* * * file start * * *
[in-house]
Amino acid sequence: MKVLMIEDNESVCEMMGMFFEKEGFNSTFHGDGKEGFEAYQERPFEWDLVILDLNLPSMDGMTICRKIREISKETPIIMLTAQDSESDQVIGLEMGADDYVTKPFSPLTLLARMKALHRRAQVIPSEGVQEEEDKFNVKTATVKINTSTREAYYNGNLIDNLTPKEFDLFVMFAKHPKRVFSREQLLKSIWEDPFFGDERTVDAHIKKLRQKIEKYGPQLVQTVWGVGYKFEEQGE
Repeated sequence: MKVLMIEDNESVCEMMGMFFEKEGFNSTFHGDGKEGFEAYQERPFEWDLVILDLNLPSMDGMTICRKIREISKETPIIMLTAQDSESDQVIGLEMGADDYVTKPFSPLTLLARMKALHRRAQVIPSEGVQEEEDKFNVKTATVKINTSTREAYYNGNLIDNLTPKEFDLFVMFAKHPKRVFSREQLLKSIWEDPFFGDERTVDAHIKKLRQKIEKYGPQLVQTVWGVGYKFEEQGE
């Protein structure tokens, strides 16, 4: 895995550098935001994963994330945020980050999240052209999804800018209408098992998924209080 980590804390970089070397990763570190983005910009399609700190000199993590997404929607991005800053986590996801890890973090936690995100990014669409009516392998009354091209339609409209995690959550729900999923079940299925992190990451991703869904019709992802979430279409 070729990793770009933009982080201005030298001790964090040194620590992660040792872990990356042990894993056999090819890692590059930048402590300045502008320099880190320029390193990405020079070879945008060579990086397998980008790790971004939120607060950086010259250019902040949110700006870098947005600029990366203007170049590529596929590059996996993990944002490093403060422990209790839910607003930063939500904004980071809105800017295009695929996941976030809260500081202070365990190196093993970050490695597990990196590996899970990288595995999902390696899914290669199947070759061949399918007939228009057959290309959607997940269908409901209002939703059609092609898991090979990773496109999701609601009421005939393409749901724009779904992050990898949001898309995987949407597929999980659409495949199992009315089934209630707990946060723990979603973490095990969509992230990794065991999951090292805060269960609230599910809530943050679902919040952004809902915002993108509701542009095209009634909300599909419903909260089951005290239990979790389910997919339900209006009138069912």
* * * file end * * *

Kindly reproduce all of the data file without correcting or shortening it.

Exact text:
[in-house]
Amino acid sequence: MKVLMIEDNESVCEMMGMFFEKEGFNSTFHGDGKEGFEAYQERPFEWDLVILDLNLPSMDGMTICRKIREISKETPIIMLTAQDSESDQVIGLEMGADDYVTKPFSPLTLLARMKALHRRAQVIPSEGVQEEEDKFNVKTATVKINTSTREAYYNGNLIDNLTPKEFDLFVMFAKHPKRVFSREQLLKSIWEDPFFGDERTVDAHIKKLRQKIEKYGPQLVQTVWGVGYKFEEQGE
Repeated sequence: MKVLMIEDNESVCEMMGMFFEKEGFNSTFHGDGKEGFEAYQERPFEWDLVILDLNLPSMDGMTICRKIREISKETPIIMLTAQDSESDQVIGLEMGADDYVTKPFSPLTLLARMKALHRRAQVIPSEGVQEEEDKFNVKTATVKINTSTREAYYNGNLIDNLTPKEFDLFVMFAKHPKRVFSREQLLKSIWEDPFFGDERTVDAHIKKLRQKIEKYGPQLVQTVWGVGYKFEEQGE
């Protein structure tokens, strides 16, 4: 895995550098935001994963994330945020980050999240052209999804800018209408098992998924209080 980590804390970089070397990763570190983005910009399609700190000199993590997404929607991005800053986590996801890890973090936690995100990014669409009516392998009354091209339609409209995690959550729900999923079940299925992190990451991703869904019709992802979430279409 070729990793770009933009982080201005030298001790964090040194620590992660040792872990990356042990894993056999090819890692590059930048402590300045502008320099880190320029390193990405020079070879945008060579990086397998980008790790971004939120607060950086010259250019902040949110700006870098947005600029990366203007170049590529596929590059996996993990944002490093403060422990209790839910607003930063939500904004980071809105800017295009695929996941976030809260500081202070365990190196093993970050490695597990990196590996899970990288595995999902390696899914290669199947070759061949399918007939228009057959290309959607997940269908409901209002939703059609092609898991090979990773496109999701609601009421005939393409749901724009779904992050990898949001898309995987949407597929999980659409495949199992009315089934209630707990946060723990979603973490095990969509992230990794065991999951090292805060269960609230599910809530943050679902919040952004809902915002993108509701542009095209009634909300599909419903909260089951005290239990979790389910997919339900209006009138069912």